Doubts over anti-obesity drugs

Anti-obesity drugs are unlikely to permanently reduce patients' weight, Canadian research findings suggest.

A meta-analysis showed little evidence that orlistat, sibutramine or rimonabant reduced patients' weight by 5 per cent as required by NICE. Such 'modest' weight loss could mean many patients will remain significantly overweight or obese despite drug treatment, say the researchers.

The study focused on 30 randomised placebo-controlled studies into anti-obesity drugs, involving almost 20,000 patients treated for at least one year.

Analysis showed that compared with placebo, orlistat reduced weight by an average of 2.9kg, sibutramine by 4.2kg and rimonabant by 4.7kg. Because the average starting weight of participants was 100kg, the drugs often failed to reduce significant body weight.

Between 30 and 40 per cent of participants dropped out of the trials, potentially affecting perceived effectiveness of the drug.

In 2006 NICE published public guidance on obesity. Use of orlistat and sibutramine was recommended in patients with a BMI of 30 or more who fail to respond to lifestyle interventions.

According to NICE, treatment should only be continued beyond six months if the patient manages to lose 5 per cent of their body weight in that time.

Dr David Haslam, clinical director of the National Obesity Forum and Hertfordshire GP, said that average weight loss was not a useful measure. This is because patients are responders or non-responders.

'Responders will lose a lot more,' said Dr Haslam, adding that this could be as much as 10-15 per cent in some patients.

If no response is seen at six months, GPs should 'try a different medication or reinforce lifestyle modifications', he said.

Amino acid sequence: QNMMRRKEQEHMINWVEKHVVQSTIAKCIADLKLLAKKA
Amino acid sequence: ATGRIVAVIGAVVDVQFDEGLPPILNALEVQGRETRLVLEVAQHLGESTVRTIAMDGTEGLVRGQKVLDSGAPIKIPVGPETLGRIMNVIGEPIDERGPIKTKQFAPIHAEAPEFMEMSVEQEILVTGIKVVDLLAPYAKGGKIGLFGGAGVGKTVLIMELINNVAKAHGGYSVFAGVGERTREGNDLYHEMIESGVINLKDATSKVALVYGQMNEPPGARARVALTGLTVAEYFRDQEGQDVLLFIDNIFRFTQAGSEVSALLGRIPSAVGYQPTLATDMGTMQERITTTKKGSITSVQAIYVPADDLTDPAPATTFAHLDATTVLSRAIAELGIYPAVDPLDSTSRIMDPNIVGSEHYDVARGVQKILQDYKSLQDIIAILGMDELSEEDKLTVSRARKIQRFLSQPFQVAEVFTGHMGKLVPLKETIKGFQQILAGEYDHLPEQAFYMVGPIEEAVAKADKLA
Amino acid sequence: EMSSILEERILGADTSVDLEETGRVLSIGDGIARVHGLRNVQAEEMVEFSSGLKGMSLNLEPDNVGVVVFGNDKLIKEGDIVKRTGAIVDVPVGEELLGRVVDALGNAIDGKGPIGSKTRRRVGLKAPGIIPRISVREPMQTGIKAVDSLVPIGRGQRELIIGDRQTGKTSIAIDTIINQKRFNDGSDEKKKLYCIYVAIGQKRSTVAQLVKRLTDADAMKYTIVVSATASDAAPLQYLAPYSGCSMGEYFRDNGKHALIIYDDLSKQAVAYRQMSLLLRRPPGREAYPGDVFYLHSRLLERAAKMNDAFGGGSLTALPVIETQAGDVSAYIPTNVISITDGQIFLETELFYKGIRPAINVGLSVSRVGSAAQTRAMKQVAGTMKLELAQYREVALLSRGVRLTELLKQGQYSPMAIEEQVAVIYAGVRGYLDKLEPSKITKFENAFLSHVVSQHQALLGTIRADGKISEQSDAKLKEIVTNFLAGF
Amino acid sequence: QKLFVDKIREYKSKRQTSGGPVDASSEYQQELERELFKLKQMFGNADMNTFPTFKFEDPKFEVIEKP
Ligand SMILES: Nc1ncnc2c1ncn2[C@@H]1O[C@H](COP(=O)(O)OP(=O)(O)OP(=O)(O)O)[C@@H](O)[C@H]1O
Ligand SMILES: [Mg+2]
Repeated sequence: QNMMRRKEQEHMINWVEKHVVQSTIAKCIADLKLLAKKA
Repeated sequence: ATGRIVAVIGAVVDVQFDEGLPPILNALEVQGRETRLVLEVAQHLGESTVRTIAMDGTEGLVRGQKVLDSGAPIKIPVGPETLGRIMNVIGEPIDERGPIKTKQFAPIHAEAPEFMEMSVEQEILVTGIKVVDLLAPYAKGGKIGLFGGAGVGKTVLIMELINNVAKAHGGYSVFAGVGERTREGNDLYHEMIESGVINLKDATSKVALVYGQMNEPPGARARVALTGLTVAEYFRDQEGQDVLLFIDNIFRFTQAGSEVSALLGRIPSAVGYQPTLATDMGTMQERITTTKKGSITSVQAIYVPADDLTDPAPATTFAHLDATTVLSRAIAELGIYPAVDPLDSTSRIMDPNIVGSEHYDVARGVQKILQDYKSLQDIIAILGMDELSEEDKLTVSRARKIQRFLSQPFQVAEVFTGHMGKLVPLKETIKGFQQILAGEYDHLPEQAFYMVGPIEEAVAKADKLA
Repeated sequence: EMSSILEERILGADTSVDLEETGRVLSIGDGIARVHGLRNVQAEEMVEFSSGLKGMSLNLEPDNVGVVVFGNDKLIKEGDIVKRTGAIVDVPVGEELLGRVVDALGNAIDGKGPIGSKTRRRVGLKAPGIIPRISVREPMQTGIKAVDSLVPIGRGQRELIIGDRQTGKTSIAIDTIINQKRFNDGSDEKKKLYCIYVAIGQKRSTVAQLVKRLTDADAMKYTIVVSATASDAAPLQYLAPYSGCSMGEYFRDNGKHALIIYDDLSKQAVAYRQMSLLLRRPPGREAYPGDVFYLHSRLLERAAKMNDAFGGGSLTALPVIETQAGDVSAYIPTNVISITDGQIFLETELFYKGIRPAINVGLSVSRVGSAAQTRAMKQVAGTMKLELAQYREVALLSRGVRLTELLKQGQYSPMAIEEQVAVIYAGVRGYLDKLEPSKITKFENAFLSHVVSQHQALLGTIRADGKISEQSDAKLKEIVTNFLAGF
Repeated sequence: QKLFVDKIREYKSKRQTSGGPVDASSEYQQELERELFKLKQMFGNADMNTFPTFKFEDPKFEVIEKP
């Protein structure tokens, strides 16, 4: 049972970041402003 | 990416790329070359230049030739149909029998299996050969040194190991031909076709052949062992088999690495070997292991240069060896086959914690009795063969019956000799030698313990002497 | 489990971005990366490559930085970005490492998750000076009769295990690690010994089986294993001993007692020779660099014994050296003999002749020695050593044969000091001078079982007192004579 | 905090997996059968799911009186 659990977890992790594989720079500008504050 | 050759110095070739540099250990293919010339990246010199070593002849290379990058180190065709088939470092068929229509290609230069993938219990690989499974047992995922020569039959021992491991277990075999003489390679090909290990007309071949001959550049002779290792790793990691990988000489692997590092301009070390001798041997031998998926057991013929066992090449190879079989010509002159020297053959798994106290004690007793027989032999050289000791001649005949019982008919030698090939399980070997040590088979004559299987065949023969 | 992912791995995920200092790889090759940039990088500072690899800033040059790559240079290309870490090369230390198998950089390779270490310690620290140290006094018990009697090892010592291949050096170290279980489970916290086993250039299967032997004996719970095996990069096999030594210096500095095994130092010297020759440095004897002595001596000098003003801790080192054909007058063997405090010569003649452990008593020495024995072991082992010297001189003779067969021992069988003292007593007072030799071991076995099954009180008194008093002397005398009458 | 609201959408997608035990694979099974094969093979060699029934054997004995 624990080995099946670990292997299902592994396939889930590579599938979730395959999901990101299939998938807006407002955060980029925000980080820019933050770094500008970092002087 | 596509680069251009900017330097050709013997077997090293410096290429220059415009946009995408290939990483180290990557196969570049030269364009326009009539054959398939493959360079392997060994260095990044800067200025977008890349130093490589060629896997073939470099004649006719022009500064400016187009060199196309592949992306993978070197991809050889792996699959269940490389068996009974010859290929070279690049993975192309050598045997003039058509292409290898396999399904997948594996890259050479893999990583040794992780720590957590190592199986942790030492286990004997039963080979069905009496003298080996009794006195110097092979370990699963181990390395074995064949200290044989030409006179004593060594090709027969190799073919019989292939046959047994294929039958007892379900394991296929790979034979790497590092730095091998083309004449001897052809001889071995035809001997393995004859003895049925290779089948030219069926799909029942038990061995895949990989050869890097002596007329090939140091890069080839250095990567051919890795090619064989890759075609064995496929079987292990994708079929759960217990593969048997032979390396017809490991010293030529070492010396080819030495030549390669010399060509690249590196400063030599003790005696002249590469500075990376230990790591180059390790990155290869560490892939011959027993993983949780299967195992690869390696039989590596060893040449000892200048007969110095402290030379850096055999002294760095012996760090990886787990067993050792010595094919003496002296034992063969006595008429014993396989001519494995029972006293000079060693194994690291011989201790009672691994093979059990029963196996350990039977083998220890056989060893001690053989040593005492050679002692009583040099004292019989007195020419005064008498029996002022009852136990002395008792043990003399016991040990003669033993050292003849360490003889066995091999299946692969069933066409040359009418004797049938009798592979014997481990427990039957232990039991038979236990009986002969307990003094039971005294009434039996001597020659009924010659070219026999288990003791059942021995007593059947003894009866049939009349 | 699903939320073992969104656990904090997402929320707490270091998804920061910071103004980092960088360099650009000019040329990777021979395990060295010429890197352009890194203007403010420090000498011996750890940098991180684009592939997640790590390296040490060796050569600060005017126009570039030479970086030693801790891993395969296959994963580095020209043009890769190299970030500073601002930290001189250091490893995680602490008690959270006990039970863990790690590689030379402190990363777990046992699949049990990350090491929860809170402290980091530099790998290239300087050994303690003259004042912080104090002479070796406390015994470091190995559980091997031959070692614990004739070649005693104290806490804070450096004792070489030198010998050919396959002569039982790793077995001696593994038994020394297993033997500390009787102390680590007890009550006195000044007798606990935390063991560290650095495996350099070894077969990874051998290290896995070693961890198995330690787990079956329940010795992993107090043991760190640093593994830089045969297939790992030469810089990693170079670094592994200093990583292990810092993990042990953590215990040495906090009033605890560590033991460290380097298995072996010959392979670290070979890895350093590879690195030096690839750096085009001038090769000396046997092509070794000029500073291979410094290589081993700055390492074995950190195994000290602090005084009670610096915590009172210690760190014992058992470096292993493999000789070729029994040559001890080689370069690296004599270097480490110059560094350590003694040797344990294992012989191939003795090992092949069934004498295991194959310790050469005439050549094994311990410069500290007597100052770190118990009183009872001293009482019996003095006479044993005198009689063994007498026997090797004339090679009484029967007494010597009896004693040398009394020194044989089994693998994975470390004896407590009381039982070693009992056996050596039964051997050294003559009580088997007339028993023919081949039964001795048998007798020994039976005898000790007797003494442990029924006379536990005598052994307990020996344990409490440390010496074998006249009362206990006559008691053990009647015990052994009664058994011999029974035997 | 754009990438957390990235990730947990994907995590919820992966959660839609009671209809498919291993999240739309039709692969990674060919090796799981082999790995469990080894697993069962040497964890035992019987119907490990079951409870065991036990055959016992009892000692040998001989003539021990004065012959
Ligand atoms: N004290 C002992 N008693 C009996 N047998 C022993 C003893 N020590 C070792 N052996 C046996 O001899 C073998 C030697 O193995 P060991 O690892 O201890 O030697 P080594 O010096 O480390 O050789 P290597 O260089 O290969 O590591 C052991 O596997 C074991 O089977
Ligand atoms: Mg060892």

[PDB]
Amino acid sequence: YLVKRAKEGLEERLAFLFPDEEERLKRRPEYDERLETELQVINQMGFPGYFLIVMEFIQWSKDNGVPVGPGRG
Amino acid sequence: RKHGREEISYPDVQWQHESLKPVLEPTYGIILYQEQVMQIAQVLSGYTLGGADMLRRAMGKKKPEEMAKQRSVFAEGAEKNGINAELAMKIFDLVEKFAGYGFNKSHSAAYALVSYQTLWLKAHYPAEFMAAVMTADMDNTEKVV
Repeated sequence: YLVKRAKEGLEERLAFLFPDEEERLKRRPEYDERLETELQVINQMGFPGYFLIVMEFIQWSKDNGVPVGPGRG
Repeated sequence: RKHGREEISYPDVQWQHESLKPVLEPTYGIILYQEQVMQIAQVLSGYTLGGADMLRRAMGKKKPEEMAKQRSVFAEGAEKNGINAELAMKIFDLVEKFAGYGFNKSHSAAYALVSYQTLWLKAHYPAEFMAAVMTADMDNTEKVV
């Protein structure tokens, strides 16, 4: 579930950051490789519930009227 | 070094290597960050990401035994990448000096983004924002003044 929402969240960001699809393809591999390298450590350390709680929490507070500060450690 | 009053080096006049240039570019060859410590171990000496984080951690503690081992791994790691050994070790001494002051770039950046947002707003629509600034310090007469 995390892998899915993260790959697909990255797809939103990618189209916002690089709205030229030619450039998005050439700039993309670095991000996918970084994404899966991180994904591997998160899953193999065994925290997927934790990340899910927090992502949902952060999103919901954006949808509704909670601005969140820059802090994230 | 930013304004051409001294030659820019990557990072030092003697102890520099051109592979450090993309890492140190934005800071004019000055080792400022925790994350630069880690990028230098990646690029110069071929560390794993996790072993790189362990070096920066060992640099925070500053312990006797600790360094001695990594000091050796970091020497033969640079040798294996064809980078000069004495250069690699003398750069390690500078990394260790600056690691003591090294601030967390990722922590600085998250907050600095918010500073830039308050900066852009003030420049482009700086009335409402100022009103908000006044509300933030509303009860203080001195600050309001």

The research also found that the effect of weight loss drugs on comorbidities differed.

All three lowered cholesterol and orlistat was seen to reduce incidence of obesity. Sibutramine raised BP and pulse rate.

Anti-obesity drugs

  • Average weight loss less than 5 per cent body weight.
  • All three reduced cholesterol.
  • Orlistat reduced diabetes.
  • Sibutramine raised BP.
  • Rimonabant improved glycaemic control.

Have you registered with us yet?

Register now to enjoy more articles and free email bulletins


Already registered?

Sign in

Just published

Kamila Hawthorne

GP crisis could force one in four practices to close, says RCGP

Unmanageable pressure could force more than a quarter of GP practices to close, polling...

COVID-19 vaccine in pregnancy

Vaccination in pregnancy cuts COVID-19 risk for mother and baby

Vaccination against COVID-19 during pregnancy reduces the risk of infection and hospitalisation...

Child using smartphone

NICE backs digital CBT games for children with anxiety or low mood

GPs could prescribe CBT-based digital games, videos and quizzes for children and...

GP surgery sign

GP pressure to continue as experts warn NHS backlog will remain through 2023

General practice faces continuing heavy pressure after experts warned that the record...

Close-up of a man loading a shotgun

BMA updates GP firearms guidance as digital marker goes live on EMIS

The BMA has updated its guidance for GPs on firearms licensing following the release...

Map pins

Severely underdoctored areas spread across nearly every NHS region

Severely underdoctored areas exist in nearly every NHS region across England, figures...